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Between the Signs

by Joanna Celeste 11 months ago in solo travel

A tactic for traveling in Los Angeles

Between the Signs
Photo by Manki Kim on Unsplash

I used to ride public transportation in Los Angeles, in the mid 2010s. I met a wide range of people that way, encountering everything from a die-hard racist who demanded a black person ride a separate bus to a person who went off on the bus driver, screaming and attempting to grab the wheel.

Before I would start my bus journey, I would send up a silent prayer for an uneventful ride. I had the disposition to get involved at the slightest injustice, which got me into all sorts of situations. Sometimes, I would return home electrified, tell my family about it over dinner, and promise not to get involved next time. Unless, you know, everyone else did nothing, and then what was I going to do?

“Call the police,” my mom would say. “Don’t get involved. What if someone gets violent?”

I should probably note that my mindset was a bit like those really cute fifteen-pound dogs who have no sense of their size or capacity to fight, who get all indignant and fierce at their seventy-pound counterparts. When my dog did it, I called him a chicken nugget because he could get eaten up in one bite. When I did it, well…

In an effort to keep my promise and lie low on my day-long outings involving three buses each way, I developed a whole battlefield strategy—I dressed as unisex, dowdy, and unremarkably as possible (without going into the homeless fashion territory), I put my little earphones in for my MP3, and I read from a thrift store paperback. When my eyes began to hurt, I closed them for a song. I memorized the stops, alternative stops, and the landmarks that indicated I was about ten minutes away from where I needed to get off, so I could put my book down and focus properly.

Because my bus stops were often tightly interlinked (get off at bus stop A and catch the B bus ten minutes later, sometimes even five minutes later) if I managed to score a seat I stayed there under life-or-death conditions. Pre-COVID, it could reach sardine-squished levels on a bus.

However, I ran into an unexpected pattern of random guys sliding next to me, aged late 20s to early 50s, and hitting on me. I couldn’t figure out what signals I had to be sending that made them think I was open to this, though later I discovered my attempt to “do all the right things” resulted in me painting a huge target on myself: this timid person will do anything, believe anything, if you give a few compliments. If I had been sixteen, like I looked at the time, I might have fallen for it. But I had learned that none of those superficial compliments had anything to do with me, as a person. They were part of a idiomatic language, full of double meanings and hidden agendas.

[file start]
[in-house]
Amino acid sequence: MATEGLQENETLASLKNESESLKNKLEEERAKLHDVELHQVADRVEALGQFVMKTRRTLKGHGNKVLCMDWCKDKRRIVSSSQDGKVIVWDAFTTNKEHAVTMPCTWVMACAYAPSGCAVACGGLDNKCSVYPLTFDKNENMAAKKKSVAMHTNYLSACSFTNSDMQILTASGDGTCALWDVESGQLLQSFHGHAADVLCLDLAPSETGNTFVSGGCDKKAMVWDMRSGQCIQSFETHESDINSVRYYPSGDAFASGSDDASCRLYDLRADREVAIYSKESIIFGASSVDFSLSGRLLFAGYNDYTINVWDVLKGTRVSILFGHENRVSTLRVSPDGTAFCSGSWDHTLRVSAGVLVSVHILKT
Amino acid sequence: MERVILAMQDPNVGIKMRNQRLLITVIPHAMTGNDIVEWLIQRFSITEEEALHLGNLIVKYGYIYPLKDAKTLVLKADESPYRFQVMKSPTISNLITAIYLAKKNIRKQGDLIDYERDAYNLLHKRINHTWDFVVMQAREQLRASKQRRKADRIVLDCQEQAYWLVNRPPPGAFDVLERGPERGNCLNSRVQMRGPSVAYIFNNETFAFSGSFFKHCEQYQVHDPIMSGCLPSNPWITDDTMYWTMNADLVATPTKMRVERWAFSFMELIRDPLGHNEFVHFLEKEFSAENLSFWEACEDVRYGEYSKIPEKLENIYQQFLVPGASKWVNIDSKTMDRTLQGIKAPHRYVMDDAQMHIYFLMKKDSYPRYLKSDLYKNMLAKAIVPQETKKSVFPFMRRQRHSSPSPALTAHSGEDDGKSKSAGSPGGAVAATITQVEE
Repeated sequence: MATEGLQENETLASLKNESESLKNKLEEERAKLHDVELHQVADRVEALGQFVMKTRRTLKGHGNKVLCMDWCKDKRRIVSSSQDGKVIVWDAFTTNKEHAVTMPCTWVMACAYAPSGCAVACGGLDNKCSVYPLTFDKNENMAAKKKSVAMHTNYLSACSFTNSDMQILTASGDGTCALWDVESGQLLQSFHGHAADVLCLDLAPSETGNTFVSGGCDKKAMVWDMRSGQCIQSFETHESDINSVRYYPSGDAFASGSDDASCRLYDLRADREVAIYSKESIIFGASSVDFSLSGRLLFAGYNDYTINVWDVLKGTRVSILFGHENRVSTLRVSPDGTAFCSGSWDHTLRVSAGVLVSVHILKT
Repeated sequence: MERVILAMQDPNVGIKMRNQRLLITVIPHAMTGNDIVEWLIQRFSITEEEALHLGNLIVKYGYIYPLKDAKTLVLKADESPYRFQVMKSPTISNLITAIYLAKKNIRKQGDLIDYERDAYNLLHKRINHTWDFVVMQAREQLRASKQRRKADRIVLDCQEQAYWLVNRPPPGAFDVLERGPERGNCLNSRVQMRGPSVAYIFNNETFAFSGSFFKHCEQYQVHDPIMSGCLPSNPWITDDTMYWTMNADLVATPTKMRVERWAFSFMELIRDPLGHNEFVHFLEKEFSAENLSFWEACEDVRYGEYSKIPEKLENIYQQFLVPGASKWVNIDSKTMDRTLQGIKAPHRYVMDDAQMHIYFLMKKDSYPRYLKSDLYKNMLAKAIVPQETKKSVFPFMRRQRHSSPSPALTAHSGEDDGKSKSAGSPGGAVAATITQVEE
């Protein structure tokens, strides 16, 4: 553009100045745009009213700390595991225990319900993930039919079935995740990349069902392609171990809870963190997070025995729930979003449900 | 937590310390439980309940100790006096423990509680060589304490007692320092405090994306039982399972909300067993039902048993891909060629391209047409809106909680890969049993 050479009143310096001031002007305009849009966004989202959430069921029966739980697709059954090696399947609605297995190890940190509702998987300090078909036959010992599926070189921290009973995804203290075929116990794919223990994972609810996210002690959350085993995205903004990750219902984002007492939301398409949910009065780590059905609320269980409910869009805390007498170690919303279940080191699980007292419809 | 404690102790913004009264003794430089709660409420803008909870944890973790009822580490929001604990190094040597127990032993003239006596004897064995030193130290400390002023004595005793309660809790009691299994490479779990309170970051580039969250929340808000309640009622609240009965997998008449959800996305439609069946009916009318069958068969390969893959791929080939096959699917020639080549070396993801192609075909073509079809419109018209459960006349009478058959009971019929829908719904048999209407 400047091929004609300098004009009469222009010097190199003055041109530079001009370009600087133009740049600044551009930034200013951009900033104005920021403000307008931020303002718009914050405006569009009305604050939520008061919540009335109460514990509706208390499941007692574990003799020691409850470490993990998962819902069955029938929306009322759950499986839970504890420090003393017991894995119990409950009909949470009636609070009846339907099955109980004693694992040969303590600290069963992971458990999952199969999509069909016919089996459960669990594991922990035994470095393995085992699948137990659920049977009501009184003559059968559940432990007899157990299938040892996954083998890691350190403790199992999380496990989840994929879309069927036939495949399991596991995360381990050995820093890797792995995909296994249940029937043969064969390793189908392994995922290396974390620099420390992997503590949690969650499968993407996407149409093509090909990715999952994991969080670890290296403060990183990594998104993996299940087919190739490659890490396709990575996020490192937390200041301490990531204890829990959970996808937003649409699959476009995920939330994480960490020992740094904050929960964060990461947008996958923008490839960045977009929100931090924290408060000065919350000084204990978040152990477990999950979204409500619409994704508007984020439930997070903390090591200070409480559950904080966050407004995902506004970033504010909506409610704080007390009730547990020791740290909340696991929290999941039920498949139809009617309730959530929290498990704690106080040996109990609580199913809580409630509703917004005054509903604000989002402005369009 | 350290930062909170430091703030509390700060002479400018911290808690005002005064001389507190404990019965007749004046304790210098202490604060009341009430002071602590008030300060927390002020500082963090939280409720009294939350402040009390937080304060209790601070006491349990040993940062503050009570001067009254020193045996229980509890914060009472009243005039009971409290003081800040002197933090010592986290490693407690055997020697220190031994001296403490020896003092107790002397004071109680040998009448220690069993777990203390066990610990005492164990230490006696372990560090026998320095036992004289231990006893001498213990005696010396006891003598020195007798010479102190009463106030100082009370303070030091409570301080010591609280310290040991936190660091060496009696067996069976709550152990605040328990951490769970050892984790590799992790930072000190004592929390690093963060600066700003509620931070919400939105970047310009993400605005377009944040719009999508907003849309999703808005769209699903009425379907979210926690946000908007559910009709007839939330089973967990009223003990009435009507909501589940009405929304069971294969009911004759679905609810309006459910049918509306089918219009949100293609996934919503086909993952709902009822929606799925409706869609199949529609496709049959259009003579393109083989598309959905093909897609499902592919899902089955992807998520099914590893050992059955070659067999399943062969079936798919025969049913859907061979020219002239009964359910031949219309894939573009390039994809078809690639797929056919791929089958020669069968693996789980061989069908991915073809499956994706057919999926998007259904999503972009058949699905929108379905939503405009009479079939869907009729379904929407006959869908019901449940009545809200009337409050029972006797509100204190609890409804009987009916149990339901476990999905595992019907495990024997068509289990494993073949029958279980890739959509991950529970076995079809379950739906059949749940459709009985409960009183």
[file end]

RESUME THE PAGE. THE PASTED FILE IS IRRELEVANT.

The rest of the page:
I had a multi-leveled approach on how to deal with the guys who tried to hit on me. (Sadly, simply saying “I’m not interested” out the gate just started a long argument, mistaken for playing hard to get.)

1) Head them off with “I’m not actually a girl”. That did not always work, but if it was because I had actually been considered as an effeminate man, this was met with “oh, yeah, I know”. If the answer came back with any variant of “that’s fine, I’m good with whatever”, I went to step 2.

2) “I’m not interested in men.” Usually, that ended it there. Others plowed on.

3) Burst into giggles at their next suave line and exclaim that I could not wait for prom, and that I’d finally be able to get my driver’s license in a few months. Most beat a hasty exit after that.

4) The stragglers that lit up at “oh, a minor, groovy” got hit with my secret weapon.

My mom had taught me once how to deal with crazy people. She had said, living in New York in the mid ’70s and ’80s, you met a lot of unexpected situations on the streets. If someone tried to mug you, just burst into screaming and flailing. Usually, they would be so startled they would run away. (Or you got stabbed and shot regardless, but odds were on them running.)